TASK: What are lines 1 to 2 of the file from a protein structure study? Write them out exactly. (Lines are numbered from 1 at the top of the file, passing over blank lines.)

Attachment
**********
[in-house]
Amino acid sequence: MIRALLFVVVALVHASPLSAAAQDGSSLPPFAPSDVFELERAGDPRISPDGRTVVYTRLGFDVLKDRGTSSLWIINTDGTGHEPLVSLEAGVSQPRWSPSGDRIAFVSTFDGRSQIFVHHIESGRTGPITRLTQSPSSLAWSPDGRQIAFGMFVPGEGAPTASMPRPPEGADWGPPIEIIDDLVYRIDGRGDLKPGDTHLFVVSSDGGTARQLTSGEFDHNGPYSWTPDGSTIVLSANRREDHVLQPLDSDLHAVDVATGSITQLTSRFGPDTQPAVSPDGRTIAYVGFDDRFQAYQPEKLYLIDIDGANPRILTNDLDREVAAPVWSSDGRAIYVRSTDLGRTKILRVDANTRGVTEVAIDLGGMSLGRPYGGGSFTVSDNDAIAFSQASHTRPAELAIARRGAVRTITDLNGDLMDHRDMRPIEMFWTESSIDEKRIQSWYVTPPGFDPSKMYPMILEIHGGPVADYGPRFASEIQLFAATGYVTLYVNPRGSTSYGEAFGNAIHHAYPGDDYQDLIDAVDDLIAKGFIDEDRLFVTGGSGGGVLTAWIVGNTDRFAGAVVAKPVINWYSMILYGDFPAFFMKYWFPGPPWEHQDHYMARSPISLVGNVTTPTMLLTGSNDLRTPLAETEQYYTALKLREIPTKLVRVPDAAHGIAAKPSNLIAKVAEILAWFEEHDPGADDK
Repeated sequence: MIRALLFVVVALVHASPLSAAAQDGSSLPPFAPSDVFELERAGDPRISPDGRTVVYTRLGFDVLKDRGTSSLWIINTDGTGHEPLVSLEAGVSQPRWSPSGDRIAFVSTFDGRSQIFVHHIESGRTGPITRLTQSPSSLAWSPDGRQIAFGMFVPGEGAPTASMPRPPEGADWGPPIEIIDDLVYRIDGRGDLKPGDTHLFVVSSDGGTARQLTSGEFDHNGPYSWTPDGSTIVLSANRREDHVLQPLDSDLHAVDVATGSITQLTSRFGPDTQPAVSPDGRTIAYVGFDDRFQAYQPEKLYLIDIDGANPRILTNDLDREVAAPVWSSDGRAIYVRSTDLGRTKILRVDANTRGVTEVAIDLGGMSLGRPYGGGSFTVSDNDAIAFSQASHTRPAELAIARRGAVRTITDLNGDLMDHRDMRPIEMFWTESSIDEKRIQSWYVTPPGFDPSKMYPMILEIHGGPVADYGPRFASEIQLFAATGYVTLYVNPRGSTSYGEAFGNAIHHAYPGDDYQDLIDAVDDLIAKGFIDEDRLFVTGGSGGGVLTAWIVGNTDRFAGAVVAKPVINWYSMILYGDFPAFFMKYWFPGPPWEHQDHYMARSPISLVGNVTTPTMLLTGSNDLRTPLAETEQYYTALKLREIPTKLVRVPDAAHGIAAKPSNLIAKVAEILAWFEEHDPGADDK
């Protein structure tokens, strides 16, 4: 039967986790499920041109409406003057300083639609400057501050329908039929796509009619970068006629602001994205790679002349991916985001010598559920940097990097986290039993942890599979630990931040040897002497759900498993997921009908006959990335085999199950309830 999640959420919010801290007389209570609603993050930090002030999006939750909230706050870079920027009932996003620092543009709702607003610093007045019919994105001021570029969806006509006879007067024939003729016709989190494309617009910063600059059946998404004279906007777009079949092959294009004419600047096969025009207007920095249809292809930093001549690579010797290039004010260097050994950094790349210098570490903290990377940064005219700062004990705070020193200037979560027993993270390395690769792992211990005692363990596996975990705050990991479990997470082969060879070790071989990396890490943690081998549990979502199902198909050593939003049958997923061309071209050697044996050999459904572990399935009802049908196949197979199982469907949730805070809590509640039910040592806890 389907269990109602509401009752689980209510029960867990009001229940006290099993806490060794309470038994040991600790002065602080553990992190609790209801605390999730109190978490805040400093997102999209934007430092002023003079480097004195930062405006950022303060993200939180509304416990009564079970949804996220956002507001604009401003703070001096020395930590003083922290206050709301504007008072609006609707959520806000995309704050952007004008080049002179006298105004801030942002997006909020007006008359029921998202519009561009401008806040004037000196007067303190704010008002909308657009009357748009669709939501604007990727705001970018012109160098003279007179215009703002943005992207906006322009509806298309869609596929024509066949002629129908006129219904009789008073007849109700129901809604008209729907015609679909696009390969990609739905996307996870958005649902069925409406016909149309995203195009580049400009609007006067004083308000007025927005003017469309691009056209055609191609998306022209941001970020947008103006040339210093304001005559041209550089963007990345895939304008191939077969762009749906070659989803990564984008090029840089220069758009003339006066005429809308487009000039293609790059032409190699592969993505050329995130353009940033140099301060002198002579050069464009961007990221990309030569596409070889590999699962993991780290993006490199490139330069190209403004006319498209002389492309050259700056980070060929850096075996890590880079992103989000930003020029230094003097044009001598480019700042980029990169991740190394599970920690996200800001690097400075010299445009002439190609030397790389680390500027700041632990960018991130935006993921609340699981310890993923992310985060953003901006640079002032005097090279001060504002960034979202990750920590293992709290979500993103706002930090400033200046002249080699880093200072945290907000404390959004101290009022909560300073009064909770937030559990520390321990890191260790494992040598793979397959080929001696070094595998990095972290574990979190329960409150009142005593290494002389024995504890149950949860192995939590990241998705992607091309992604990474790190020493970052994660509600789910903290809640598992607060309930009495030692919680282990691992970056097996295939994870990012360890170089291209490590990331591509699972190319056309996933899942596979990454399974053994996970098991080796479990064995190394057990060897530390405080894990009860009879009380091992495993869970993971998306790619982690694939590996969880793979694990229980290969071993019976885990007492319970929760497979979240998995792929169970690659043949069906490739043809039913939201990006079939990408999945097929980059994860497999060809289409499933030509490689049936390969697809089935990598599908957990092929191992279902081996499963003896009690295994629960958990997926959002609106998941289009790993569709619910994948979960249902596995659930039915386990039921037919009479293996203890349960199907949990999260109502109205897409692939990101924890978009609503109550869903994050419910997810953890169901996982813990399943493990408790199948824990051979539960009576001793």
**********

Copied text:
[in-house]
Amino acid sequence: MIRALLFVVVALVHASPLSAAAQDGSSLPPFAPSDVFELERAGDPRISPDGRTVVYTRLGFDVLKDRGTSSLWIINTDGTGHEPLVSLEAGVSQPRWSPSGDRIAFVSTFDGRSQIFVHHIESGRTGPITRLTQSPSSLAWSPDGRQIAFGMFVPGEGAPTASMPRPPEGADWGPPIEIIDDLVYRIDGRGDLKPGDTHLFVVSSDGGTARQLTSGEFDHNGPYSWTPDGSTIVLSANRREDHVLQPLDSDLHAVDVATGSITQLTSRFGPDTQPAVSPDGRTIAYVGFDDRFQAYQPEKLYLIDIDGANPRILTNDLDREVAAPVWSSDGRAIYVRSTDLGRTKILRVDANTRGVTEVAIDLGGMSLGRPYGGGSFTVSDNDAIAFSQASHTRPAELAIARRGAVRTITDLNGDLMDHRDMRPIEMFWTESSIDEKRIQSWYVTPPGFDPSKMYPMILEIHGGPVADYGPRFASEIQLFAATGYVTLYVNPRGSTSYGEAFGNAIHHAYPGDDYQDLIDAVDDLIAKGFIDEDRLFVTGGSGGGVLTAWIVGNTDRFAGAVVAKPVINWYSMILYGDFPAFFMKYWFPGPPWEHQDHYMARSPISLVGNVTTPTMLLTGSNDLRTPLAETEQYYTALKLREIPTKLVRVPDAAHGIAAKPSNLIAKVAEILAWFEEHDPGADDK